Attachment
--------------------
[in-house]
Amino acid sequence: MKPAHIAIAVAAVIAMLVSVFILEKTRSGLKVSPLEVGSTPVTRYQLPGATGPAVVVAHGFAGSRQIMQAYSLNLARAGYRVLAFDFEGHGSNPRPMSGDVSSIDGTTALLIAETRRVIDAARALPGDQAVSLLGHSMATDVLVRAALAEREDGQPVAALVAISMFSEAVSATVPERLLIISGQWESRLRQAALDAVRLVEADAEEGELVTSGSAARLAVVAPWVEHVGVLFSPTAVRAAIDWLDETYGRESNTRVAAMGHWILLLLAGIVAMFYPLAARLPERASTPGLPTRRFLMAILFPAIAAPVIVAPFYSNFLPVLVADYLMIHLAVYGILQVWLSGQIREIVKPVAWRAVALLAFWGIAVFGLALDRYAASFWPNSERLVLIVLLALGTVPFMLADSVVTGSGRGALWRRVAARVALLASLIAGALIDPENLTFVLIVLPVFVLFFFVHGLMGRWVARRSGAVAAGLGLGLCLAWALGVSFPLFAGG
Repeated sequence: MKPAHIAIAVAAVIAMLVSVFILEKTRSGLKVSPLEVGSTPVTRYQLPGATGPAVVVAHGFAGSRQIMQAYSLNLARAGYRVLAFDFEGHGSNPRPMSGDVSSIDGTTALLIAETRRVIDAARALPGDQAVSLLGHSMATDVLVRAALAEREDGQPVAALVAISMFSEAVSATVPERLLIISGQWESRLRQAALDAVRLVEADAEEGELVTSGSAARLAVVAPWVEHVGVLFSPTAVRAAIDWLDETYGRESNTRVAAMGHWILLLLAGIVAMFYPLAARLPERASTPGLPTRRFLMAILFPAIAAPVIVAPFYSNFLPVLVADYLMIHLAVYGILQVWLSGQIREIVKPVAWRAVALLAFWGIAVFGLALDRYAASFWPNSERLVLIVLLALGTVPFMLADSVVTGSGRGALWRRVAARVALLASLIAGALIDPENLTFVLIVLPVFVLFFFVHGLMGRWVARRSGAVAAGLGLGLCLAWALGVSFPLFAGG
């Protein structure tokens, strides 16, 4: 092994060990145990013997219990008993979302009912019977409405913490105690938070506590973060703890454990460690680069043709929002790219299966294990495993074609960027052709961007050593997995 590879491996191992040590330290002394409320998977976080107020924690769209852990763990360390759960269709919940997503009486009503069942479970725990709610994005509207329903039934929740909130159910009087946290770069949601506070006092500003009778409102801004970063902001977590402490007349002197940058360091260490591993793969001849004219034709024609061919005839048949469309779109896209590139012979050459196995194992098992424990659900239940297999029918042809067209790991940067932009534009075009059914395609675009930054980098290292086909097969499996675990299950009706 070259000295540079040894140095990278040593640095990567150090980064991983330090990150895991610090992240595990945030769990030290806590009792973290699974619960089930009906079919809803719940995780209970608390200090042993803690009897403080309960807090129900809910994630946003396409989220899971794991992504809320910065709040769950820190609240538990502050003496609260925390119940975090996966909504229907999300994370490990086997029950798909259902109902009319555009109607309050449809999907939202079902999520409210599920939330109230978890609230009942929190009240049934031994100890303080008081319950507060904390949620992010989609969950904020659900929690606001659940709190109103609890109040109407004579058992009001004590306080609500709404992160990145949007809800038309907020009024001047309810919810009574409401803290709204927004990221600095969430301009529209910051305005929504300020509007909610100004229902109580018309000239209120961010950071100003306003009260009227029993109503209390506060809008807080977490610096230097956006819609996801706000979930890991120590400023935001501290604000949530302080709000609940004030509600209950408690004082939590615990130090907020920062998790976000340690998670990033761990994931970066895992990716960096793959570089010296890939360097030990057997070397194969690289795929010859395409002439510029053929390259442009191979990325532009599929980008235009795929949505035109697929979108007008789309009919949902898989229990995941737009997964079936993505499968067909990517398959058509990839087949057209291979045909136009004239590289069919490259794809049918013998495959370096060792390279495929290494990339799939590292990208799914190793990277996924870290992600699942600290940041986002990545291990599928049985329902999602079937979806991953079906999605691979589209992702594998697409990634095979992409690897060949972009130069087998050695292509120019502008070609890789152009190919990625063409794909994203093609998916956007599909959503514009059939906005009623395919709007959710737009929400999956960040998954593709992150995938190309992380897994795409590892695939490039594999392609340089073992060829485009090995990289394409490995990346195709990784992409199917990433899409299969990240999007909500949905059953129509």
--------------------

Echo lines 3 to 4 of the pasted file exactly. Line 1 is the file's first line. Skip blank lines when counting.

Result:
Repeated sequence: MKPAHIAIAVAAVIAMLVSVFILEKTRSGLKVSPLEVGSTPVTRYQLPGATGPAVVVAHGFAGSRQIMQAYSLNLARAGYRVLAFDFEGHGSNPRPMSGDVSSIDGTTALLIAETRRVIDAARALPGDQAVSLLGHSMATDVLVRAALAEREDGQPVAALVAISMFSEAVSATVPERLLIISGQWESRLRQAALDAVRLVEADAEEGELVTSGSAARLAVVAPWVEHVGVLFSPTAVRAAIDWLDETYGRESNTRVAAMGHWILLLLAGIVAMFYPLAARLPERASTPGLPTRRFLMAILFPAIAAPVIVAPFYSNFLPVLVADYLMIHLAVYGILQVWLSGQIREIVKPVAWRAVALLAFWGIAVFGLALDRYAASFWPNSERLVLIVLLALGTVPFMLADSVVTGSGRGALWRRVAARVALLASLIAGALIDPENLTFVLIVLPVFVLFFFVHGLMGRWVARRSGAVAAGLGLGLCLAWALGVSFPLFAGG
């Protein structure tokens, strides 16, 4: 092994060990145990013997219990008993979302009912019977409405913490105690938070506590973060703890454990460690680069043709929002790219299966294990495993074609960027052709961007050593997995 590879491996191992040590330290002394409320998977976080107020924690769209852990763990360390759960269709919940997503009486009503069942479970725990709610994005509207329903039934929740909130159910009087946290770069949601506070006092500003009778409102801004970063902001977590402490007349002197940058360091260490591993793969001849004219034709024609061919005839048949469309779109896209590139012979050459196995194992098992424990659900239940297999029918042809067209790991940067932009534009075009059914395609675009930054980098290292086909097969499996675990299950009706 070259000295540079040894140095990278040593640095990567150090980064991983330090990150895991610090992240595990945030769990030290806590009792973290699974619960089930009906079919809803719940995780209970608390200090042993803690009897403080309960807090129900809910994630946003396409989220899971794991992504809320910065709040769950820190609240538990502050003496609260925390119940975090996966909504229907999300994370490990086997029950798909259902109902009319555009109607309050449809999907939202079902999520409210599920939330109230978890609230009942929190009240049934031994100890303080008081319950507060904390949620992010989609969950904020659900929690606001659940709190109103609890109040109407004579058992009001004590306080609500709404992160990145949007809800038309907020009024001047309810919810009574409401803290709204927004990221600095969430301009529209910051305005929504300020509007909610100004229902109580018309000239209120961010950071100003306003009260009227029993109503209390506060809008807080977490610096230097956006819609996801706000979930890991120590400023935001501290604000949530302080709000609940004030509600209950408690004082939590615990130090907020920062998790976000340690998670990033761990994931970066895992990716960096793959570089010296890939360097030990057997070397194969690289795929010859395409002439510029053929390259442009191979990325532009599929980008235009795929949505035109697929979108007008789309009919949902898989229990995941737009997964079936993505499968067909990517398959058509990839087949057209291979045909136009004239590289069919490259794809049918013998495959370096060792390279495929290494990339799939590292990208799914190793990277996924870290992600699942600290940041986002990545291990599928049985329902999602079937979806991953079906999605691979589209992702594998697409990634095979992409690897060949972009130069087998050695292509120019502008070609890789152009190919990625063409794909994203093609998916956007599909959503514009059939906005009623395919709007959710737009929400999956960040998954593709992150995938190309992380897994795409590892695939490039594999392609340089073992060829485009090995990289394409490995990346195709990784992409199917990433899409299969990240999007909500949905059953129509």